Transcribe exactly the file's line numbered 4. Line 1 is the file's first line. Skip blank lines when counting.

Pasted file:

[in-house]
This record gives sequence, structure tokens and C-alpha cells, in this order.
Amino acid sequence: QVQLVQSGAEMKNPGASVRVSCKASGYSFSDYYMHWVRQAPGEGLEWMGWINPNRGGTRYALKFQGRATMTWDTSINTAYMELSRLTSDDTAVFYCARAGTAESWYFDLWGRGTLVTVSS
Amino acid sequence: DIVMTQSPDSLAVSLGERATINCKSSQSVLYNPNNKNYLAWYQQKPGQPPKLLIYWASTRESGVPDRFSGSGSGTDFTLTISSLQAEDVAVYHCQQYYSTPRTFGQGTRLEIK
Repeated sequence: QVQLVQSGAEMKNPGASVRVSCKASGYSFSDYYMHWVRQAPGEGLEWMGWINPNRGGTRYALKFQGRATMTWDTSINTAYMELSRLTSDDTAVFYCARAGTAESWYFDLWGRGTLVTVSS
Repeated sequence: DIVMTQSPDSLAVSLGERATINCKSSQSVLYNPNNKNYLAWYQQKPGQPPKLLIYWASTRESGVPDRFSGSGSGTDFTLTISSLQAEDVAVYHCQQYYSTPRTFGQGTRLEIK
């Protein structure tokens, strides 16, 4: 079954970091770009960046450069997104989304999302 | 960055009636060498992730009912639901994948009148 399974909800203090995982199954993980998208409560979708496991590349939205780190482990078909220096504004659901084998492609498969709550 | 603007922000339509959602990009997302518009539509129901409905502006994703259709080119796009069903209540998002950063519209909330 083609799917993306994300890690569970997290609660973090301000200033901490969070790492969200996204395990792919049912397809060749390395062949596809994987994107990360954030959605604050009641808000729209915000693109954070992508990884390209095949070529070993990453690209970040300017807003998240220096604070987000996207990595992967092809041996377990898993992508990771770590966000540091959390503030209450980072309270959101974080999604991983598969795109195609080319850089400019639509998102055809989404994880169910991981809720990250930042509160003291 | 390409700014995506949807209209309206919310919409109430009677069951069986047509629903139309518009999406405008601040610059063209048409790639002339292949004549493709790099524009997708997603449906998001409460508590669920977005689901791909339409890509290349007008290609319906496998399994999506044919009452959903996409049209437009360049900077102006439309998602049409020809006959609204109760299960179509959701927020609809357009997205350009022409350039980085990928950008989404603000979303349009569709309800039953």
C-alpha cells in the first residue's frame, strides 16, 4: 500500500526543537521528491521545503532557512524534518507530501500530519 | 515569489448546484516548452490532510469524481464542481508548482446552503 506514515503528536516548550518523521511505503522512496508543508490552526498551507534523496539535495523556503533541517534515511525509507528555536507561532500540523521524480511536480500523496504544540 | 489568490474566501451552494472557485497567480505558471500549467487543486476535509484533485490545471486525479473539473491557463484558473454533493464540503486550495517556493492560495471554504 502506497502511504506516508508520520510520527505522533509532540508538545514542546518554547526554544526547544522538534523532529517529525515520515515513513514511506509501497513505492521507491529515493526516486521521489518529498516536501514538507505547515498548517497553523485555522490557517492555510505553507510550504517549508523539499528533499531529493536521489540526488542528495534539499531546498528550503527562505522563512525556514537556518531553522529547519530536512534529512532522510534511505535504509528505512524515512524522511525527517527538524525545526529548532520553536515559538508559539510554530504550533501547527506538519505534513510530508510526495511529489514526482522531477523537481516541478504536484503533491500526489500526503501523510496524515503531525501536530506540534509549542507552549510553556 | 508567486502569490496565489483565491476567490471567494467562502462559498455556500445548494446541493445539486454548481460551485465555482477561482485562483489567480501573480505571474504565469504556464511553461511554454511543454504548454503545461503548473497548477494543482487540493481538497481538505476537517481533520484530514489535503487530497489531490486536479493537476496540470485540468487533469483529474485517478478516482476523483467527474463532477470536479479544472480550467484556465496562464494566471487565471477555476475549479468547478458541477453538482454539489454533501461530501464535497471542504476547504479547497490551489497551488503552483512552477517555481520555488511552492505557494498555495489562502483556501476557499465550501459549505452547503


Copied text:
Amino acid sequence: DIVMTQSPDSLAVSLGERATINCKSSQSVLYNPNNKNYLAWYQQKPGQPPKLLIYWASTRESGVPDRFSGSGSGTDFTLTISSLQAEDVAVYHCQQYYSTPRTFGQGTRLEIK